The Sons of Liberty was a faction within the 13 original colonies that pushed back against what they believed to be British oppression and unfair taxation. The group became most popular during the Stamp Act and disbanded into separate local factions after its repeal.
The British had fought France in the French and Indian War. Although the colonists played an important role in the war effort in America, the fact remained that the defense of the colonies and the worldwide war against France had cost them dearly. The British war chests were depleted, and they needed to replenish it. So, they devised a way to bring in more income.
British citizens had already been paying many taxes, and Parliament believed it was the colonies' turn to pay their fair share. They imposed a series of taxes on them, which culminated in the Stamp Act. With the passage of each tax, the colonists became angrier and began to push back. The Sons of Liberty were formed and had a warcry that said, "No Taxation Without Representation!" and it stuck.
The British citizens and Parliament had no tolerance for such insolence and ignored the problems. However, the tension in America continued.
In Boston, another example of violence could be found in their treatment of local stamp distributor Andrew Oliver. They burned his effigy in the streets. When he did not resign, they escalated to burning down his office building. Even after he resigned, they almost destroyed the whole house of his close associate, Lieutenant Governor Thomas Hutchinson. It is believed that the Sons of Liberty did this to excite the lower classes and get them actively involved in rebelling against the authorities. Their actions made many of the stamp distributors resign in fear.
Tar and feathering became a popular form of humiliation used against King George's officers. They also participated in the Boston Tea Party.
While the group had much passion, there were times when they went too far.
One example of this was after the American Revolution, where the group revived and asked for all loyalists to be expelled from the colonies.
Notable Sons of Liberty
- Samuel Adams – political writer, tax collector, cousin of John Adams, fire warden. Founded the Sons Of Liberty, Boston
- Joseph Allicocke – One of the leaders of the Sons in New York, and possibly of African ancestry.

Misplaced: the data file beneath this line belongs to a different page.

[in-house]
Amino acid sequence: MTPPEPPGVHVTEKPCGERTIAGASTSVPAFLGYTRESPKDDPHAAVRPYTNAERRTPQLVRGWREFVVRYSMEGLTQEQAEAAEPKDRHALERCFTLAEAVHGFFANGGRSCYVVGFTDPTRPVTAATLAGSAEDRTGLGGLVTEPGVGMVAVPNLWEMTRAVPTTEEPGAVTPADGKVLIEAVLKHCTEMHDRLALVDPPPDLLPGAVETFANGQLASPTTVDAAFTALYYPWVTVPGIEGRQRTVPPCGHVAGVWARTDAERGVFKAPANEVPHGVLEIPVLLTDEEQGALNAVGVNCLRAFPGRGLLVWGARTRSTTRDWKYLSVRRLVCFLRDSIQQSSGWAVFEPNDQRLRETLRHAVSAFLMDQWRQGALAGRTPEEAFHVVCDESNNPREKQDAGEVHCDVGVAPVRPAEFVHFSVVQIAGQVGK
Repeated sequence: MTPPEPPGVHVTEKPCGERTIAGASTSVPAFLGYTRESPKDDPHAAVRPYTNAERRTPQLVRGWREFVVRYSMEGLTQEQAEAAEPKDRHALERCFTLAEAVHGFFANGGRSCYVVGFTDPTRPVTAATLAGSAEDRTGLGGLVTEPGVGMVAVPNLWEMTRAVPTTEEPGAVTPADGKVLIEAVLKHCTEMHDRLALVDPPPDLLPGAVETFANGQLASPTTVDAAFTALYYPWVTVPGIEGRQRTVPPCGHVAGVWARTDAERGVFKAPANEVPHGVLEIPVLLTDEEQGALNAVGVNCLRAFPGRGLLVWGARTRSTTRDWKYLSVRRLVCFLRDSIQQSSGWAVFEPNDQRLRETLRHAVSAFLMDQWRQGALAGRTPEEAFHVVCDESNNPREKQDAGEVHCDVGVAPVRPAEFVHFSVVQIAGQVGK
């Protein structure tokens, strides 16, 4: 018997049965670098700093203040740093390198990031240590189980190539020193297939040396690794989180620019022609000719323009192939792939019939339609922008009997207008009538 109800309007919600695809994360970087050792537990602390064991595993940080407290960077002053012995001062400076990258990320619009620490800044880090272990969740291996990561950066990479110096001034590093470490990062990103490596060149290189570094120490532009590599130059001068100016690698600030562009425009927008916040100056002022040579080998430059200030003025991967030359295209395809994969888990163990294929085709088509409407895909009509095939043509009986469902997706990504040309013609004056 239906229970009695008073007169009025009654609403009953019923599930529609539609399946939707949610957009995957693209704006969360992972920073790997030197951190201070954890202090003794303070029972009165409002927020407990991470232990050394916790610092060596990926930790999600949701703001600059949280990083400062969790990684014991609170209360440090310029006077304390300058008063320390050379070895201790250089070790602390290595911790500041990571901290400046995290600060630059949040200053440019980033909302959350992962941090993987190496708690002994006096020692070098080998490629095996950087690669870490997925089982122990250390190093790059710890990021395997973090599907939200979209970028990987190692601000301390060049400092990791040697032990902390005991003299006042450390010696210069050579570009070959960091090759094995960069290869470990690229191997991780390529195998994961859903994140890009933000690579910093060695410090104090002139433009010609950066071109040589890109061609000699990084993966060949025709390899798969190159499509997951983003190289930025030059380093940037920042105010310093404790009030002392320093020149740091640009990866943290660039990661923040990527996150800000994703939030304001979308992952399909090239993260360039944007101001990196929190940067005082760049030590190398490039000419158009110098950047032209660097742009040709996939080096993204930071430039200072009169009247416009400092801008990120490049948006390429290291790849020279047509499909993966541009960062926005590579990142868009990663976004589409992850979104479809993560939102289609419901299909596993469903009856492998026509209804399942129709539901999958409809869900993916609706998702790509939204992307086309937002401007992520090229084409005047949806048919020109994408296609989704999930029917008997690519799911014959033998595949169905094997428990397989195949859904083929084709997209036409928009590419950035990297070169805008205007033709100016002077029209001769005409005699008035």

- Benedict Arnold – businessman, later General in the Continental Army and then the British Army
- Timothy Bigelow – blacksmith, Worcester
- John Brown – business leader of Providence, Rhode Island
- John Crane – carpenter, Colonel in command of the 3rd Continental Artillery Regiment, Braintree
- Benjamin Edes – journalist/publisher Boston Gazette, Boston
- Christopher Gadsden – merchant, Charleston, South Carolina
- John Hancock – merchant, smuggler, fire warden, Boston
- Patrick Henry – lawyer, Virginia
- John Lamb – trader, New York City
- Alexander McDougall – captain of privateers, New York City
- Hercules Mulligan – tailor, spy under George Washington for the Continental Army, friend of Alexander Hamilton
- James Otis – lawyer, Massachusetts
- Charles Willson Peale – portrait painter and saddle maker, Annapolis, Maryland
- Paul Revere – silversmith, fire warden, Boston
- Benjamin Rush – physician, Philadelphia
- Isaac Sears – captain of privateers, New York City
- Haym Salomon – financial broker, New York and Philadelphia
- James Swan – American patriot and financier, Boston
- Isaiah Thomas – printer, Boston, then Worcester, first to read the Declaration of Independence in Massachusetts
- Charles Thomson – tutor, secretary, Philadelphia
- Joseph Warren – doctor, soldier, Boston
- Thomas Young – doctor, Boston
- Marinus Willett – cabinetmaker, soldier, New York
- Oliver Wolcott – lawyer, Connecticut